Significant number of seniors rely on failing public transit systems to get to medical appointments
About 1 in 10 seniors who live in cities reported that they use public transportation, and 20 percent of older transit users said they relied on trains and buses to get to their doctor appointments. Frailty and living in an area with broken sidewalks were both linked to a lower use of public transit, according to a new study led by University of Maryland School of Medicine (UMSOM) researchers.
This points to a need to improve accessibility and infrastructure in these cities to help serve the needs of an aging population. The study was published last month in the Journal of the American Geriatrics Society.
“While our data was collected before the Covid pandemic, we know the pandemic disrupted public transportation, which is still continuing due to financial strain, staffing shortages, and cutbacks to transit services across the county,” said study senior author Jason Falvey, DPT, PhD, Assistant Professor of Physical and Rehabilitation Science at UMSOM. “We worry about the impact that this disruption is having on the nearly 700,000 older Americans who rely on subways and buses to get to their medical appointments.”
Many transit users age 65 and older must stand in extreme heat, rain or cold conditions for upwards of 25 minutes waiting for mass transit, which is far longer than pre-pandemic wait times. Such factors could exacerbate chronic conditions like heart failure, kidney disease, or diabetes, Dr. Falvey added.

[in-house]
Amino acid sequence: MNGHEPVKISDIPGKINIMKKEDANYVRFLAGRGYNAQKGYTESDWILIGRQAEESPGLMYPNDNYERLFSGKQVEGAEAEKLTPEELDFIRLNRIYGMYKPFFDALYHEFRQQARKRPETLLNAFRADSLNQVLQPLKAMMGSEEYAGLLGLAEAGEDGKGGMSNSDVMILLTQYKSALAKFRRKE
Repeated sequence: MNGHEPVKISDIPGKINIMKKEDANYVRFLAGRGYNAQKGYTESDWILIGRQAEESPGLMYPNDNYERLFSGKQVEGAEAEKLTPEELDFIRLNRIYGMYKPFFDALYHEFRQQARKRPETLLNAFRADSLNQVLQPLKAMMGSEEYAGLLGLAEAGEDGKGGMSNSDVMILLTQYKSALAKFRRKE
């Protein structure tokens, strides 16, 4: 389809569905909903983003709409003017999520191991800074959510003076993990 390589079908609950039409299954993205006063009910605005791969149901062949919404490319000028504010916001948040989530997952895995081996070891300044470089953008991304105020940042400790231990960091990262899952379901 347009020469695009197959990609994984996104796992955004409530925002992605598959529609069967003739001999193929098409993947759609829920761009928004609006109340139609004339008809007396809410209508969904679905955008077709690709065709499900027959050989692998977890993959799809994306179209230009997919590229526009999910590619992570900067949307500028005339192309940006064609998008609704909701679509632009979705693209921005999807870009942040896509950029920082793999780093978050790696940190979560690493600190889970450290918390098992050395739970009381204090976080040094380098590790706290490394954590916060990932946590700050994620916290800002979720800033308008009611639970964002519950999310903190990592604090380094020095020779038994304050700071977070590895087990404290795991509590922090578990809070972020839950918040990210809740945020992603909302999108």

To conduct the study, he and his colleagues analyzed data from the National Aging and Trends Study, a nationally representative survey of Medicare beneficiaries age 65 and older. They looked specifically at those living independently in urban areas who were surveyed on their use of public transportation (bus, subway, or train) during the previous month. Black and Hispanic seniors were more likely to use public transmit, as were those who were financially strained, according to the study.
Accessibility posed the biggest challenge: Those who used wheelchairs were 65 percent less likely to use public transit. Older adults who lived in areas with cracked or broken sidewalks were also less likely to use transit, which may amplify other known impediments to transit use such as malfunctioning elevators at underground or elevated train stations.
“Disruptions to public transportation may widen health care disparities for Black and Hispanic older adults who are more likely to rely on these services,” said Mark T. Gladwin, MD, Vice President for Medical Affairs, University of Maryland, Baltimore, and the John Z. and Akiko K. Bowers Distinguished Professor and Dean, University of Maryland School of Medicine. “We have an imperative to invest in transportation infrastructure because it is a vital public health need for our most vulnerable populations in Baltimore and beyond.”
The study was partly funded by a $1.1 million grant from the National Institute on Aging (K76AG074926) awarded to Dr. Falvey last year as an “emerging leader in aging research.” UMSOM medical student Afnan Gimie, BS, was the first author on the study. Andrea Melgar Castillo, PhD, and C. Daniel Mulllins, PhD, at the University of Maryland School of Pharmacy were co-authors.
Dr. Falvey and his colleagues plan to conduct a follow-up pilot study next year in West Baltimore to test the feasibility of certain interventions that can help seniors living with a disability better access public transportation. This will include providing mobility-related equipment to help them navigate uneven sidewalks as well as free transit passes to enable them to attend medical appointments with a caregiver without added costs.
“Our current study found that transit users were more likely to go to their doctor visits alone compared to those who did not use public transportation, likely because of financial constraints,” Dr. Falvey said. “Having a loved one at these visits can be a vital part of successful management of chronic health conditions common in seniors.”